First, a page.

Sunday, November 2, 2008

What is Matins?

The cycle of day and night is consecrated and made holy by the Daily Offices. These services have been handed down over centuries from the ancient Christian tradition where Jesus’ teaching was carefully considered "that men always ought to pray and not lose heart" (Lk. 18:1). We have a great treasure with the Order of Matins in the Lutheran Service Book. The Daily Office is composed of psalmody, hymnody, readings, and prayers which synchronize our lives with the life of Christ through recurrent prayer. The Divine Service on Sunday is the core, whereby the Divine Offices find their meaning in the Eucharist. Matins, and the other Daily Offices of prayer ingratiate the worshiper into the Lord’s vocabulary, in which thousands of Christians have found their life. Hardened hearts are softened and released by David’s seraphic bands and dying sinners are ushered into heaven through the singing of angels. The Psalms spill over with the riches of Christ and the eschatological community is eternally present in them.

The Matins service anticipates the morning. The theme is of preparation and watchfulness with the life that comes out of darkness. We do well to remember the Ten Virgins, five of whom remain vigilant, waiting dearly for their bridegroom with lamps. The Venite is a wonderful way to greet the morning and sanctify the day. The Te Deum Laudamus is profoundly moving canticle which prepares us for the prayers. The Laudate Psalms can accompany the Matins service or can otherwise be observed at 3 A.M. The theme of Lauds is of the magnificent victory of the Lord’s resurrection. Christians can share their own awakening from sleep with the glorious resurrection of the Lord who is their joy and hope. The alleluia antiphons, celebratory psalms, and the Benedictus (Luke 1:68) move us out confidently into the day as we serve the Lord without fear. Christ has redeemed his people and the terrors of the dark no longer threaten us. We might sing "Ye clouds and darkness, hosts of night, That breed confusion and affright, Begone! O’erhead the dawn shines clear, The light breaks in and Christ is here."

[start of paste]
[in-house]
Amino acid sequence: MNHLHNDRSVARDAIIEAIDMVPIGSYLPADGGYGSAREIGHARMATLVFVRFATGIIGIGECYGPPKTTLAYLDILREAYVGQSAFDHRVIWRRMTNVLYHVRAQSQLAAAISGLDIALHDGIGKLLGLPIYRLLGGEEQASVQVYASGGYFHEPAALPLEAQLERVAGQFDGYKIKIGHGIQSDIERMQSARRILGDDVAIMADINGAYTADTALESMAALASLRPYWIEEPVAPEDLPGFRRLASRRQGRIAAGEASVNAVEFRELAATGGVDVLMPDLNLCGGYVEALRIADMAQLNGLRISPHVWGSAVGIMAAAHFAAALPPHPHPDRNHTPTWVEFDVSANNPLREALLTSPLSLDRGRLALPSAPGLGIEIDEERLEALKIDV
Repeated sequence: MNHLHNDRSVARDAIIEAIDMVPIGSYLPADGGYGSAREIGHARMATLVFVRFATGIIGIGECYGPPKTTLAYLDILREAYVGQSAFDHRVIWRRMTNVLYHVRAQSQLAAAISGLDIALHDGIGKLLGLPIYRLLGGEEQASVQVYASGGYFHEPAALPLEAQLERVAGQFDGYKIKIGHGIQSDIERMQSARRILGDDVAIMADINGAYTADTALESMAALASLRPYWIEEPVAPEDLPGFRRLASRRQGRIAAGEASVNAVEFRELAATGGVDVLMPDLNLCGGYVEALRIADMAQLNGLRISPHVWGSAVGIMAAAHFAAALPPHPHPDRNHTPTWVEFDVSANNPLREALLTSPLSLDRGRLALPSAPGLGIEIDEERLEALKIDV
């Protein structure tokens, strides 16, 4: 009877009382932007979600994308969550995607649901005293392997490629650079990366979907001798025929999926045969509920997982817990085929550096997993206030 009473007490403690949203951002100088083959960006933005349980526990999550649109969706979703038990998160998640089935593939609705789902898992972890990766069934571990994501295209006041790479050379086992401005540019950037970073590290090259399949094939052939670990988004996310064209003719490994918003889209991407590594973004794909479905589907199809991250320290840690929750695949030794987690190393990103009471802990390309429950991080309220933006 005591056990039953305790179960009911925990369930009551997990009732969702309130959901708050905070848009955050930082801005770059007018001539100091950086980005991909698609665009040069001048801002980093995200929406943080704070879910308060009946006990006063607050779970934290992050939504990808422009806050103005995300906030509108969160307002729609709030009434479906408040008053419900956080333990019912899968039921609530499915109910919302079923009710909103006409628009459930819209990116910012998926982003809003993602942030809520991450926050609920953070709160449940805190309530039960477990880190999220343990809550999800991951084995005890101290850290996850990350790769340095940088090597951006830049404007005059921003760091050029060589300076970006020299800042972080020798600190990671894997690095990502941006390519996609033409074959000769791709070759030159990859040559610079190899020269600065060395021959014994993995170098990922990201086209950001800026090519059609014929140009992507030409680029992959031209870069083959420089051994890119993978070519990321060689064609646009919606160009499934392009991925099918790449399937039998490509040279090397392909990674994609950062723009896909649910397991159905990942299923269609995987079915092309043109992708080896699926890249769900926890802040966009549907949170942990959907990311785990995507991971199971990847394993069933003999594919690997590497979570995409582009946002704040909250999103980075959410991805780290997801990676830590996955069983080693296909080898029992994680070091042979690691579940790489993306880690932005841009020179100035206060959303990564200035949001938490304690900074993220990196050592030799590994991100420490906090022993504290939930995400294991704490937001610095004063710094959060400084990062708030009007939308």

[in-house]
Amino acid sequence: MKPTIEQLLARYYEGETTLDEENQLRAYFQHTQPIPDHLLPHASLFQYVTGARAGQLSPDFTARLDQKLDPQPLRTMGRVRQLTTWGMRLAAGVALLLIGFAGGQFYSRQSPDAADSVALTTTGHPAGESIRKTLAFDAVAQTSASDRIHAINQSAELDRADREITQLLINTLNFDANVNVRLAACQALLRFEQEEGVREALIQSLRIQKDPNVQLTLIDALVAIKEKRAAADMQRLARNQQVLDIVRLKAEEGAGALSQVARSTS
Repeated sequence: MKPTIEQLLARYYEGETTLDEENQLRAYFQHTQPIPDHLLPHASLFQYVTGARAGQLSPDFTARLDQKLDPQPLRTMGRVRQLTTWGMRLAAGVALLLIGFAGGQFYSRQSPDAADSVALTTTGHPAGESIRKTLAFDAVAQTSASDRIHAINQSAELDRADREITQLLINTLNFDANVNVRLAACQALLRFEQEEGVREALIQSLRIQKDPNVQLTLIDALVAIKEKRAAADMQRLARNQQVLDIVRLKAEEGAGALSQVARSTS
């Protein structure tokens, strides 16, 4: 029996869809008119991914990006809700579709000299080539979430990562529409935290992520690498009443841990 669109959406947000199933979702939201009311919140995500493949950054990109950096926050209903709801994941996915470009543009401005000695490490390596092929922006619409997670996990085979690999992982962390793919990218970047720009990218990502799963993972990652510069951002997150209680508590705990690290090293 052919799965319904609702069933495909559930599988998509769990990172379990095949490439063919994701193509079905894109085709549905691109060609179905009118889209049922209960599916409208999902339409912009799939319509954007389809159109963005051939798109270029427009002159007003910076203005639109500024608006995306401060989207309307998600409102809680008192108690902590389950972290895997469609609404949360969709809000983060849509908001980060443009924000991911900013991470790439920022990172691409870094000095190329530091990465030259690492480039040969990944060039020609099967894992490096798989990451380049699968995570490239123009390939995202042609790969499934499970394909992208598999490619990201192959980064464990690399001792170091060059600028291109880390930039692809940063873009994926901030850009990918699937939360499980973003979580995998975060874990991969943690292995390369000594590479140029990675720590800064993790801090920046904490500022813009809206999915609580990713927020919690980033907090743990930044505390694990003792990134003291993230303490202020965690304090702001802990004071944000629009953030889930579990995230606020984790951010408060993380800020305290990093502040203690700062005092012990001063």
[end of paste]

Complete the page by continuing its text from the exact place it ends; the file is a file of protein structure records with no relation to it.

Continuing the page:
1 comment:

  1. excellent, young. This will be helpful in considering when I write my sermon for the ultimate sunday of the church year, preaching at a matins service.

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